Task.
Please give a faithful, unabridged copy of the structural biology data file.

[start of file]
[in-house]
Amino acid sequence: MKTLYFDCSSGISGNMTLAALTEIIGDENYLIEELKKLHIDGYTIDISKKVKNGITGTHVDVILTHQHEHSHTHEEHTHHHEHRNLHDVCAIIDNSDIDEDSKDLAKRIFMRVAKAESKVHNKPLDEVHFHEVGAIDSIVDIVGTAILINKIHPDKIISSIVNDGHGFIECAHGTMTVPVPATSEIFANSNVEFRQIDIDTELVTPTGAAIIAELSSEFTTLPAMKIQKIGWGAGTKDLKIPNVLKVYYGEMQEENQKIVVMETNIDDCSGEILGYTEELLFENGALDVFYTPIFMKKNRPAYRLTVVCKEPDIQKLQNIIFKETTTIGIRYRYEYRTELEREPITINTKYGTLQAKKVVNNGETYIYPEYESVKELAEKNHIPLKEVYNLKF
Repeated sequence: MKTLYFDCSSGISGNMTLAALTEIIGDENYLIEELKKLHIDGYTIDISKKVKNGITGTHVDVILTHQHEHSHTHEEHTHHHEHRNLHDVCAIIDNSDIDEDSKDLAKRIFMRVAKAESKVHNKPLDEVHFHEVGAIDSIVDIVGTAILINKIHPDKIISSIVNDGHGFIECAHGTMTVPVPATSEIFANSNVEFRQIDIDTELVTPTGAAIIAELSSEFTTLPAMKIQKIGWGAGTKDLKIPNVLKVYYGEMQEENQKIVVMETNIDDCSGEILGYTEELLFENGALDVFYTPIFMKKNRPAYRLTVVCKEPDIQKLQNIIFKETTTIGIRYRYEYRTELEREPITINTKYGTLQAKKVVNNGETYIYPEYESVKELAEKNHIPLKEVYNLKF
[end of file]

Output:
[in-house]
Amino acid sequence: MKTLYFDCSSGISGNMTLAALTEIIGDENYLIEELKKLHIDGYTIDISKKVKNGITGTHVDVILTHQHEHSHTHEEHTHHHEHRNLHDVCAIIDNSDIDEDSKDLAKRIFMRVAKAESKVHNKPLDEVHFHEVGAIDSIVDIVGTAILINKIHPDKIISSIVNDGHGFIECAHGTMTVPVPATSEIFANSNVEFRQIDIDTELVTPTGAAIIAELSSEFTTLPAMKIQKIGWGAGTKDLKIPNVLKVYYGEMQEENQKIVVMETNIDDCSGEILGYTEELLFENGALDVFYTPIFMKKNRPAYRLTVVCKEPDIQKLQNIIFKETTTIGIRYRYEYRTELEREPITINTKYGTLQAKKVVNNGETYIYPEYESVKELAEKNHIPLKEVYNLKF
Repeated sequence: MKTLYFDCSSGISGNMTLAALTEIIGDENYLIEELKKLHIDGYTIDISKKVKNGITGTHVDVILTHQHEHSHTHEEHTHHHEHRNLHDVCAIIDNSDIDEDSKDLAKRIFMRVAKAESKVHNKPLDEVHFHEVGAIDSIVDIVGTAILINKIHPDKIISSIVNDGHGFIECAHGTMTVPVPATSEIFANSNVEFRQIDIDTELVTPTGAAIIAELSSEFTTLPAMKIQKIGWGAGTKDLKIPNVLKVYYGEMQEENQKIVVMETNIDDCSGEILGYTEELLFENGALDVFYTPIFMKKNRPAYRLTVVCKEPDIQKLQNIIFKETTTIGIRYRYEYRTELEREPITINTKYGTLQAKKVVNNGETYIYPEYESVKELAEKNHIPLKEVYNLKF